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    Default RE: VOR navigation question

    I intentionally didn't go into any more detail than I did. Your last paragraph is what I consider a classical description/technique for "steering a course to the VOR." Took me a while to understand that, but I guess after reading about eight different dialogs on how to do it, it all finally made sense!

    On the really technical side, the "how" of the VOR producing the radials I found fascinating (i.e., the out-of-phase signals to produce the radial effect). I was very active in amateur radio (I'm NE4F) for a while and the electronics I had to study in those days has helped me now and then over the years.

    The fun (and sometimes challenge!) of IFR, tracking VORs, NDBs and the like, is mostly what's kept me in flightsim for the last ten years or so. Eventually, we'll have computers running fast enough to have a good display of truly VFR scenery. For the most part, in today's environment, you can either fly around a really big city, or specialized scenery for your favorite corner of the world, or fly with a big blob of scenery and have fun with IFR. I know I certainly enjoyed flying a night a lot more when I started getting better at IFR.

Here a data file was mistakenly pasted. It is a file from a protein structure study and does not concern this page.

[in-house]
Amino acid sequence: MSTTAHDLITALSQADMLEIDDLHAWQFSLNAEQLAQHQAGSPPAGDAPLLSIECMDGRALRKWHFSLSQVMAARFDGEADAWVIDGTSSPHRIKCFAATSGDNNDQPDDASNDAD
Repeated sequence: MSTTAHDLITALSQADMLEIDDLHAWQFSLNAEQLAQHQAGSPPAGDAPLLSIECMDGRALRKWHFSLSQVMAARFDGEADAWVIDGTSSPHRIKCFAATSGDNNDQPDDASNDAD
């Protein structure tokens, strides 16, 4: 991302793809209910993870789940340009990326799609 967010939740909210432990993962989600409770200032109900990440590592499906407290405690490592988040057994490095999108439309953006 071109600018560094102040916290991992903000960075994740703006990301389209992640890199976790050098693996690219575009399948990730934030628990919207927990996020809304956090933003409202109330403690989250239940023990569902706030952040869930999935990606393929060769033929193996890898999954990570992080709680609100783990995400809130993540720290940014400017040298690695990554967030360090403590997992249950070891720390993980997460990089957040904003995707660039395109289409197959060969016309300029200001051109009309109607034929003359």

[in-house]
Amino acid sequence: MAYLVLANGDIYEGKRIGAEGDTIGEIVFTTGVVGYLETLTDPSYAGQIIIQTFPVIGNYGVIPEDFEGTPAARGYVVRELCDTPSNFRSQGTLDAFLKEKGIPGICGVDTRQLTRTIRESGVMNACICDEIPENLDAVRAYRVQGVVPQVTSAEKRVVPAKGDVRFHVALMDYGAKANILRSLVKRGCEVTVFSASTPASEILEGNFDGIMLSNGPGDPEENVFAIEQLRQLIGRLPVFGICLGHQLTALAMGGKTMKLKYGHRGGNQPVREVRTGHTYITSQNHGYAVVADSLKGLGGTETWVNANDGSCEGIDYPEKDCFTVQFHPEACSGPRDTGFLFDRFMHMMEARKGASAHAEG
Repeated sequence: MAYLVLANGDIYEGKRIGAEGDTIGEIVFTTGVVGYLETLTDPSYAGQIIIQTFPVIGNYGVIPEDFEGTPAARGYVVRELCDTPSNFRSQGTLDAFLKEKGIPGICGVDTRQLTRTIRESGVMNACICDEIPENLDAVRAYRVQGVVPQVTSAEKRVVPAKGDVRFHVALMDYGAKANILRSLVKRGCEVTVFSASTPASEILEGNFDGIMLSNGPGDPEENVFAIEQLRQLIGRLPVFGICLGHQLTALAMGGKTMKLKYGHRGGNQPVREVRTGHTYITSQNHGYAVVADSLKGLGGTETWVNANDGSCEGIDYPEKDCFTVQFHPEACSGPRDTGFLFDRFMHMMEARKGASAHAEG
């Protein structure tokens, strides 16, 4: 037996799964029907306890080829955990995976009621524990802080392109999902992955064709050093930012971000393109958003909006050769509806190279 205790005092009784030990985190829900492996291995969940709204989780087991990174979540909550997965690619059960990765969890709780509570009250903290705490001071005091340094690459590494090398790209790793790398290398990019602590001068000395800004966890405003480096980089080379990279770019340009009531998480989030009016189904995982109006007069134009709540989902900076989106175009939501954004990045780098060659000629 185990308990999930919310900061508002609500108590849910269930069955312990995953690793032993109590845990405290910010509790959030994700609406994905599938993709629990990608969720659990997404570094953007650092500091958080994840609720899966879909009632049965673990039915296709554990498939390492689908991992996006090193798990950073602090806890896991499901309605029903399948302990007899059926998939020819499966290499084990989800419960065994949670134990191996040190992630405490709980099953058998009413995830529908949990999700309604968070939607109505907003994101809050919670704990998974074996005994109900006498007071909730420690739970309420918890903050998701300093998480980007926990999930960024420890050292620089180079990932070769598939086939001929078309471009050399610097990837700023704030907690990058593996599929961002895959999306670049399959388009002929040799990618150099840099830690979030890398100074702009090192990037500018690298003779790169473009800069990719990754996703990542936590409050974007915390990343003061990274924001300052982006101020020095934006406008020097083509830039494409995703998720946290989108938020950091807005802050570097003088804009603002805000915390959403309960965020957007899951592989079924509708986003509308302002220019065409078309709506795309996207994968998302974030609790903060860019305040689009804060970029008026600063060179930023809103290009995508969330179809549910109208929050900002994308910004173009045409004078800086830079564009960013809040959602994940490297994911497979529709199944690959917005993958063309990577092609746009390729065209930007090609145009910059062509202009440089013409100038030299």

Oh yeah, you're also right about the real-life VOR/NDB - they can be really strange and sometimes undependable. I suspect GPS will eventually phase them out - look how little LORAN gets used these days. Tests have been done in the last couple of years with differential GPS in lieu of ILS. The FAA has apparently been more and more convinced.
    Art


  9. #9

    Default RE: VOR navigation question

    Using a VOR is not anywhere as difficult to do as people think. Even accounting for wind is in reality the same as trying to fly down a straight road.

    I found the same to be true of flying real life NDB approaches. I was lucky to have an instructor who cut to the basics of what you are trying to do, which is get rid of the math in your head and just fly an airplane. Take for example a procedure turn done accoding to the charts. Forget adding and subtracting. So long as your flying the return leg of the turnaround you will interecept the final approach course at a 45 degree angle. When your done with your 180 you turn as soon as the needle is 45 degrees to the left or right of the 360 mark on the movable compass card. Easy. Navigation outbound and inbound is a bit more tricky but not much.